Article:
VW Crafter long-term test - Final Report

Date: Thursday, September 12, 2019   |   Author: Steve Banner

From carrying ornamental shrubs to being a mobile billboard, the crafter has lived a varied six months on the What Van? fleet, writes Steve Banner.

Crafter IMG_5514

It’s time to wave bye-bye to our Crafter. During its sojourn with us it carried everything from potted ornamental shrubs and trees to rotten, disintegrating fence panels and posts and lumps of old concrete destined for disposal.

It even served as a mobile billboard in the local government elections earlier this year.

With 13.6m3 to play with, load cube is its big advantage. It will swallow vast quantities of ... er ... stuff, and its wide and tall rear and side door apertures make it easy to load and unload.

The fact that our demonstrator is rear-wheel drive, and therefore has a higher loading height than its front-wheel drive stablemates did not turn out to be an obstacle when it came to lifting items on and off the cargo bed – unless they were really heavy. The built-in steps and grab-handles helped.

Payload capacity isn’t quite so impressive, but then again you buy a 3.5-tonner of this size because you need to shift bulky rather than heavy items.

Crafter IMG_5531

I had no quarrels with the handling or any big issues with the van’s on-the-road performance or the quality of its gear change. A bit more horsepower would have been welcome had I been fully laden all the time, but the Crafter was never called on to carry much weight.

Ride comfort isn’t its strong suit, but the same can be said of any big panel van if you run it lightly laden. In-cab noise levels were a greater concern, and VW needs to take more action to tune them out.

Build quality is, of course, superb, in true VW style, with no squeaks or rattles.

VW quite rightly lays great stress on safety, and the Crafter is no exception. Front assist, which uses an acoustic alert and a red warning light to warn of an imminent collision, proved especially timely when I encountered an ancient Volvo estate driven in an alarmingly wayward fashion along the M50.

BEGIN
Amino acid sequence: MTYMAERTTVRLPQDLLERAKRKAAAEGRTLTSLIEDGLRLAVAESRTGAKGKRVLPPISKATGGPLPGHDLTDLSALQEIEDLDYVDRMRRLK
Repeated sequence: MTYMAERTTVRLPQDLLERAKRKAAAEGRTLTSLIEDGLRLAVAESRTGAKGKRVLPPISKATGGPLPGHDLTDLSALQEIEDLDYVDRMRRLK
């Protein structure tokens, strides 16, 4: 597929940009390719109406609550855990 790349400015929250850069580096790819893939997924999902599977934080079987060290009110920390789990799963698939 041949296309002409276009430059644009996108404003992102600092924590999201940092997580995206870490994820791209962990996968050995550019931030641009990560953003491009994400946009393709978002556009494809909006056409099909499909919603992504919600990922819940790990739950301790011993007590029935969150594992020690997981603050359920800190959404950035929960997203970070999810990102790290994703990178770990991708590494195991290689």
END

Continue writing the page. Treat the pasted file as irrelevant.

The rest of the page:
Fuel economy improved gradually to around 35mpg – below the official combined figure, but not so far below it as to cause any concern.

The Crafter has tended to be shoved into the shadows somewhat by Mercedes-Benz’s Sprinter and Ford’s all-conquering Transit. On the basis of my experience I think it deserves more prominence. So if you’re in the market for a big-capacity panel van, put it on your shopping list.

End-of-term report

Safety = 5/5
Emphasis on protecting the driver and other road users  has to be applauded loud and long. There’s nothing more important.

Options list = 3/5
Business Pack that was fitted gives you some useful extras, but does not include satnav, alas. For that you pay extra.

Driving = 4/5
Handles well with no lack of performance, and a smooth gear change allows you to make the most of what the engine has to offer. Noise levels need to be better controlled though.

Load bay = 4/5
Cavernous, and the big door apertures make it easy to access. Rear-wheel drive and a comparatively high load bed proved no obstacle to easy loading.

Cabin = 4/5
Roomy with bags of storage space, but while the driver and outboard passenger should be comfortable enough, the legroom for the middle passenger is a bit restricted.

Build quality = 5/5
It’s a VW. Need I say more than that?

Overall score = 83%

VW Crafter CR35 LWB Trendline 2.0 TDI 140hp 6-spd manual RWD

Mileage    2,012
Official combined consumption      36.2mpg
Our average consumption     35.0mpg
Price (ex VAT)      £33,280
Price range (ex VAT) £23,920-£33,655  
Warranty 3yrs/unlimited mileage
Service intervals       2yrs/30,000mls
Load length       4,300mm
Load width (min/max) 1,380/1,832mm
Load bay height       1,861mm
Gross payload     1,267kg
Load volume      13.6m3
Engine size/power     1,968cc/140hp
Gearbox    6-spd manual
CO2    203g/km


Business Pack      £1,265

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